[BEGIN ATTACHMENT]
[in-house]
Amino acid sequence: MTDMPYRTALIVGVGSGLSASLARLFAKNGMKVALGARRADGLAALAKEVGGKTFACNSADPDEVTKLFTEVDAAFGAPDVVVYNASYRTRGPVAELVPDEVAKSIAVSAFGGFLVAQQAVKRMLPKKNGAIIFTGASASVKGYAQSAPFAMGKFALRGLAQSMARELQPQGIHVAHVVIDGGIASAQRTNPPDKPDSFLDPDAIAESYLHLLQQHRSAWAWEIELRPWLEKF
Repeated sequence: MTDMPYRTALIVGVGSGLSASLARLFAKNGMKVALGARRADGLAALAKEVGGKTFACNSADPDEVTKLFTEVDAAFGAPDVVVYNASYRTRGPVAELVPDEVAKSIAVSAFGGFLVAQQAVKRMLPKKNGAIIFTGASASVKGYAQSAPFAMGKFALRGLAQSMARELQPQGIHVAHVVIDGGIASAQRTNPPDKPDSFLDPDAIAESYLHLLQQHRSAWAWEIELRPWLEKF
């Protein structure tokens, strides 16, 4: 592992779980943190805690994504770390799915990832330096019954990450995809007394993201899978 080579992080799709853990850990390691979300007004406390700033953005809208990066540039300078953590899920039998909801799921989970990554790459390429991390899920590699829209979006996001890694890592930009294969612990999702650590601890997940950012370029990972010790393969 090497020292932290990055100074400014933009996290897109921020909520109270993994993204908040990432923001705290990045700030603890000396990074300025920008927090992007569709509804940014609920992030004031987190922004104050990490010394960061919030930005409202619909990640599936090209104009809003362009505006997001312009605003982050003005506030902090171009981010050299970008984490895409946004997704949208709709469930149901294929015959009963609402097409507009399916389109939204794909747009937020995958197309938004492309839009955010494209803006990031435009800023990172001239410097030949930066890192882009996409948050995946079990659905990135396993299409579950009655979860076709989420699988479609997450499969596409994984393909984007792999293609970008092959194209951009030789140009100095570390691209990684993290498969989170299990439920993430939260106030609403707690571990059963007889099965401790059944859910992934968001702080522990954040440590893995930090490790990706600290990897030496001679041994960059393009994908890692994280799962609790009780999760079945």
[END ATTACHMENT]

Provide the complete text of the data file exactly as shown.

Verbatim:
[in-house]
Amino acid sequence: MTDMPYRTALIVGVGSGLSASLARLFAKNGMKVALGARRADGLAALAKEVGGKTFACNSADPDEVTKLFTEVDAAFGAPDVVVYNASYRTRGPVAELVPDEVAKSIAVSAFGGFLVAQQAVKRMLPKKNGAIIFTGASASVKGYAQSAPFAMGKFALRGLAQSMARELQPQGIHVAHVVIDGGIASAQRTNPPDKPDSFLDPDAIAESYLHLLQQHRSAWAWEIELRPWLEKF
Repeated sequence: MTDMPYRTALIVGVGSGLSASLARLFAKNGMKVALGARRADGLAALAKEVGGKTFACNSADPDEVTKLFTEVDAAFGAPDVVVYNASYRTRGPVAELVPDEVAKSIAVSAFGGFLVAQQAVKRMLPKKNGAIIFTGASASVKGYAQSAPFAMGKFALRGLAQSMARELQPQGIHVAHVVIDGGIASAQRTNPPDKPDSFLDPDAIAESYLHLLQQHRSAWAWEIELRPWLEKF
């Protein structure tokens, strides 16, 4: 592992779980943190805690994504770390799915990832330096019954990450995809007394993201899978 080579992080799709853990850990390691979300007004406390700033953005809208990066540039300078953590899920039998909801799921989970990554790459390429991390899920590699829209979006996001890694890592930009294969612990999702650590601890997940950012370029990972010790393969 090497020292932290990055100074400014933009996290897109921020909520109270993994993204908040990432923001705290990045700030603890000396990074300025920008927090992007569709509804940014609920992030004031987190922004104050990490010394960061919030930005409202619909990640599936090209104009809003362009505006997001312009605003982050003005506030902090171009981010050299970008984490895409946004997704949208709709469930149901294929015959009963609402097409507009399916389109939204794909747009937020995958197309938004492309839009955010494209803006990031435009800023990172001239410097030949930066890192882009996409948050995946079990659905990135396993299409579950009655979860076709989420699988479609997450499969596409994984393909984007792999293609970008092959194209951009030789140009100095570390691209990684993290498969989170299990439920993430939260106030609403707690571990059963007889099965401790059944859910992934968001702080522990954040440590893995930090490790990706600290990897030496001679041994960059393009994908890692994280799962609790009780999760079945």